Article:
Chapman, J.G. (John Gadsby), 1808-1889. / The American drawing-book: a manual for the amateur, and basis of study for the professional artist: especially adapted to the use of public and private schools, as well as home instruction.
(1870 [1873 printing])
[Introduction], pp. [unnumbered]-10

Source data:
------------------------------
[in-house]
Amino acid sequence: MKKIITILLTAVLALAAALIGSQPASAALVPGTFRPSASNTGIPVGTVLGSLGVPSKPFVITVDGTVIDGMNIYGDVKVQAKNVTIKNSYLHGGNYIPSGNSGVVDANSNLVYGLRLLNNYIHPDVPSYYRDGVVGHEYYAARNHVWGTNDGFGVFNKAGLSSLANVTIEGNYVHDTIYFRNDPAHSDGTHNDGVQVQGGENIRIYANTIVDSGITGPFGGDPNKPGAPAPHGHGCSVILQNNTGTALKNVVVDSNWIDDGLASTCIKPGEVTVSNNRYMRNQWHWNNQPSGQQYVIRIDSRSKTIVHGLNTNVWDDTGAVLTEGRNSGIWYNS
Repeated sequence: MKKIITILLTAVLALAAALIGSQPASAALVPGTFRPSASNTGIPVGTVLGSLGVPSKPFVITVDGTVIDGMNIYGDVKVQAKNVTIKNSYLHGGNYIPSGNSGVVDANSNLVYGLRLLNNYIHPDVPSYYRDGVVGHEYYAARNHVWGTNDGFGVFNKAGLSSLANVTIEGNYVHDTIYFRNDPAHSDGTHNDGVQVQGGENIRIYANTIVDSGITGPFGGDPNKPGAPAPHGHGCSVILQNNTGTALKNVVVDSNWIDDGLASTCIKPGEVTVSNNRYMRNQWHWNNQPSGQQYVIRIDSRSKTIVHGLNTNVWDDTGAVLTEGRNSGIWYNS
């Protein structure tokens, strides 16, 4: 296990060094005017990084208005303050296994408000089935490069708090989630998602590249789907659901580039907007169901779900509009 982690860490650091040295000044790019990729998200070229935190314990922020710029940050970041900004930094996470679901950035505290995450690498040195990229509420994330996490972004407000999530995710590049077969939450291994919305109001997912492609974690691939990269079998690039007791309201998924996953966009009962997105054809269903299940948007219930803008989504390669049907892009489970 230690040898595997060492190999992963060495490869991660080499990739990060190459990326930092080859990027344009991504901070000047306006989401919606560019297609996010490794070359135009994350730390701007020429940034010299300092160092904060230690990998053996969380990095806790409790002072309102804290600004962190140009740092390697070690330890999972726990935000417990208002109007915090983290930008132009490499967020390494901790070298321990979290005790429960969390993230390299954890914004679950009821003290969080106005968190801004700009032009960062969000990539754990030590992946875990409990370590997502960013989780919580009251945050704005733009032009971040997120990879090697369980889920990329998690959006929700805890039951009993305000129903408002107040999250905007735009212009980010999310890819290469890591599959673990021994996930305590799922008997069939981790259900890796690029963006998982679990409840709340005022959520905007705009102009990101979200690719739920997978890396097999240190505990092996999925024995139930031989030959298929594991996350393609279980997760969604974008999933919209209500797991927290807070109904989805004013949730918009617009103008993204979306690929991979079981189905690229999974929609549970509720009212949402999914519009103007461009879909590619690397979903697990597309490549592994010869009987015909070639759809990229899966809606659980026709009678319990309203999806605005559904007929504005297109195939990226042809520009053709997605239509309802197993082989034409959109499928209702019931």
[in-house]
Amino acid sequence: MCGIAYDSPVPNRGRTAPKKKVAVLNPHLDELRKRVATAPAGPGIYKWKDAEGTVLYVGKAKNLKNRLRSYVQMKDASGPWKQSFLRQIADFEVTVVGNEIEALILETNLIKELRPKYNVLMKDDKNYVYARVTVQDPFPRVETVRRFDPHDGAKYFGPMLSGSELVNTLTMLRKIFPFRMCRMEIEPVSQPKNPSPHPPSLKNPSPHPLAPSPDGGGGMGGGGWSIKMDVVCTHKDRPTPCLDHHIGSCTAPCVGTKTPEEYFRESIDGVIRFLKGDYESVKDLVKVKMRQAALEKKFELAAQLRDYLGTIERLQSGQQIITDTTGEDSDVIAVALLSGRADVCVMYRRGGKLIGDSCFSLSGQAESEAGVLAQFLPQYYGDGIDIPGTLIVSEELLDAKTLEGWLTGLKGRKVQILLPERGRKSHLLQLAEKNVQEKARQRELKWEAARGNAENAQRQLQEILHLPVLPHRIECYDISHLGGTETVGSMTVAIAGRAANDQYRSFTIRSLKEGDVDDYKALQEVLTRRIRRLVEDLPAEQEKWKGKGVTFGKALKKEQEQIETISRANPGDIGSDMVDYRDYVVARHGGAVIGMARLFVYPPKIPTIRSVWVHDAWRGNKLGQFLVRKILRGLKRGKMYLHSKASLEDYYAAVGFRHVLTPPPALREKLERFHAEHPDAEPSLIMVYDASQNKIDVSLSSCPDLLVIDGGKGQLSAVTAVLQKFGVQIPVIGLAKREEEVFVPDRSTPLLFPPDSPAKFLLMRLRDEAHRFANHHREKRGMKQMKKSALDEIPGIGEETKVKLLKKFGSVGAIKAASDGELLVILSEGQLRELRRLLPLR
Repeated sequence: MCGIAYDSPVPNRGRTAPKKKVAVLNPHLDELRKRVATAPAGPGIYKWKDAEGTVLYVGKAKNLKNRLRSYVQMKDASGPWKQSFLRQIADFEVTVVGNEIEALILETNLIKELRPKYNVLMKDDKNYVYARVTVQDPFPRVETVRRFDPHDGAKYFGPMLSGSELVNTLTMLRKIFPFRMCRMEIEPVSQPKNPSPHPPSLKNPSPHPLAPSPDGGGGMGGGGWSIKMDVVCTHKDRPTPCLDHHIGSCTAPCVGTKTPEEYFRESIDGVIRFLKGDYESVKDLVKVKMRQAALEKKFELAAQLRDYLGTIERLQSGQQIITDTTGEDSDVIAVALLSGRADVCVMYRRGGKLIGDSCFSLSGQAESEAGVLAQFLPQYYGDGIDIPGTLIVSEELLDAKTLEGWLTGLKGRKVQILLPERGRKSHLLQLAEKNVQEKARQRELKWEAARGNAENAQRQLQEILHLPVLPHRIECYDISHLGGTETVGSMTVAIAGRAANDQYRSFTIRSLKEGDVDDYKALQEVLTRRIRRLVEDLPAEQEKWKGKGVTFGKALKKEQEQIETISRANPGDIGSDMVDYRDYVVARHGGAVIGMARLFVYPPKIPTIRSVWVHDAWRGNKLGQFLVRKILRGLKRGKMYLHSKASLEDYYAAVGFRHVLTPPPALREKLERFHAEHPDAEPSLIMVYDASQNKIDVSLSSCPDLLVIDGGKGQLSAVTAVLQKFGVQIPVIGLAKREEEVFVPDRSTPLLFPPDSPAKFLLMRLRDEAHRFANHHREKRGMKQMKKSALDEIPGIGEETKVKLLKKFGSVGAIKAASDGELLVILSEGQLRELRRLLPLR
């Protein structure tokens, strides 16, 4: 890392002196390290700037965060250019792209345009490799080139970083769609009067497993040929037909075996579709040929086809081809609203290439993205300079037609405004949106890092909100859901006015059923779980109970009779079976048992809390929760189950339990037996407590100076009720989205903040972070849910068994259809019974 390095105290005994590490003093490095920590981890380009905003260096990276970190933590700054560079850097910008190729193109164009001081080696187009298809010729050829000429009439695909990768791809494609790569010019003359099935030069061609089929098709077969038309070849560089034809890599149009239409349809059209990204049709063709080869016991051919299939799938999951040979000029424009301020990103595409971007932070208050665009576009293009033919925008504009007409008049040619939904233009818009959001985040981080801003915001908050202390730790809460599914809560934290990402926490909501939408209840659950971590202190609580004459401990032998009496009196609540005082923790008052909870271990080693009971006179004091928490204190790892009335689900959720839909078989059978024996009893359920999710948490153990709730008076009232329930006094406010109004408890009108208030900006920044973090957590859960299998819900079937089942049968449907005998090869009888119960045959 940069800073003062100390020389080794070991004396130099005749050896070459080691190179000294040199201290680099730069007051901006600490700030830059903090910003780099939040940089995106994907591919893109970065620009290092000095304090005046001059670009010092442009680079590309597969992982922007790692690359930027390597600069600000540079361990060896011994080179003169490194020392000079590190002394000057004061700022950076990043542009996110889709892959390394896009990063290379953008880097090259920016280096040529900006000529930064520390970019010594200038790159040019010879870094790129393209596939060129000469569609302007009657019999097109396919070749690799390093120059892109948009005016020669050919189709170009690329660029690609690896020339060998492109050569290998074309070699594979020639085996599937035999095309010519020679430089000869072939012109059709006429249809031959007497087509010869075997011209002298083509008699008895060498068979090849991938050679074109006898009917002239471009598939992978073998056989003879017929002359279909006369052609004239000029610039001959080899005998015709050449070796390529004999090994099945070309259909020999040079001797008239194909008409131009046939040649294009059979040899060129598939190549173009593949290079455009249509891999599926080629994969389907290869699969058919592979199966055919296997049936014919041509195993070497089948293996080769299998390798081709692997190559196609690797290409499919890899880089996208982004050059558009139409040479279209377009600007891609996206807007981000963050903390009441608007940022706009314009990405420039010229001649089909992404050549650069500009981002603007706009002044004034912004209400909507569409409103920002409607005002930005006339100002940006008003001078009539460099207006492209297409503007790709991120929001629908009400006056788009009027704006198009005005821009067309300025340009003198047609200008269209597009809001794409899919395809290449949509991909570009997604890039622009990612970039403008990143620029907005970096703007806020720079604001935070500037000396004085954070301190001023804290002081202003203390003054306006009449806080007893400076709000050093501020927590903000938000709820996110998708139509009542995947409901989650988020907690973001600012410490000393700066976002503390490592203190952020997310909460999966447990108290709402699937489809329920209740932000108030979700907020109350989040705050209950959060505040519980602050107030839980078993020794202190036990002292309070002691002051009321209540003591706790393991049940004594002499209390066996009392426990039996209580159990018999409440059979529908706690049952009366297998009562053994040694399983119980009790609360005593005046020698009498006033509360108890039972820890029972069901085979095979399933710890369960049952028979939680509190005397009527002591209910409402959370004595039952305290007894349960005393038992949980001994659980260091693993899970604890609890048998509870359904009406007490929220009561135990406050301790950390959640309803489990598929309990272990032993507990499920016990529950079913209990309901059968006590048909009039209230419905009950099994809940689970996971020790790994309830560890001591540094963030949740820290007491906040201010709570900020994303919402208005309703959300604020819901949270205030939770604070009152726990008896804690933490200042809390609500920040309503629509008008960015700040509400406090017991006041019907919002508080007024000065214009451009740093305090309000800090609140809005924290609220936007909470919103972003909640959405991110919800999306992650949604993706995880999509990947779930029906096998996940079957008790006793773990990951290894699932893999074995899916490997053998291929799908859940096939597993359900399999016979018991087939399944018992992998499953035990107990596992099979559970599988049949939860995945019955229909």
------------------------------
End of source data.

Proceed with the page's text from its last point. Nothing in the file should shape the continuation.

[N T ROD U C T ION. or words. To draw a horse, that shall not be mistaken for a man, is one step; but to draw a horse, with all his just proportions and developments, movement and expression, is an Art to be acquired. Any one can make something on paper to look like a tree, a cottage, a road, a brook, or a mountain; but Art goes farther, investing nature with charms often more im- l)ressive than the reality, even to the comprehension of the most simple-minded cow-boy, who may have gone that road, and waded that brook a thousand times, unconscious of the beauty that surrounded him, until thus developed to his intelligence and appreciation by the hand of art. Who has ever hesitated to teach a child to write, because it was not intended that he should be an author? How many regard the art of Drawing as being of no practical impor- tance, as a branch of education, to any but professional artists; a~id consider it~ in its most favorable light, as a mere accomplishment - a pursuit only for the man of leisure? The resources of our schools are often exhausted in "finishing" our youth with "every accomplishment ;" laid on so lightly, that, for all real and practical purposes of after-life, they are as valueless to the possessor as to society. Smatterings ~f languages, living and dead, are heaped upon thorn, while the great, universal language, the language of Design, is forgotten; or only thought of in the production of some huge "castle and ruins, with a man and a boy with a stick; and a dog" - painted by the teacher, under the scholar's direction, to hang in the parlor, as the veritable, first, and last, and only production, of the latter: who at once acquires, therefrom, an oracular authority in aU matters connected with the Fine Arts, and leaves admiring friends in wonder, at what "he might have done, had he not given it up." To' such, it may be said, "You have never begun." It is not only as a beautiful accomplishment, or a source of amusement for leisure moments, that 'the art of Drawing should be cultivated. It has its practical uses, in every occupation of life. It opens to all inexhaustible sources of utility, as well as pleasure; practises the eye to observe, and the hand to record, the ever-varying beauty with which nature abounds, and spreads a charm around every object of God's beautiful creation, unfelt and unknown to those who have failed or neglected its cultivation. It does more: it gives strength to the arm of the mechanic, and taste and skill to the producer, not only of the embellishments, but actual neces- sities of life. From the anvil of the smith and the workbench of the joiner, to the manufacturer of the most costly productions of ornamental art, it is ever at hand with its powerful aid, in strengthening invention and execution, and qualifying the mind and hand to design and produce whatever the wants or the tastes of society may require.
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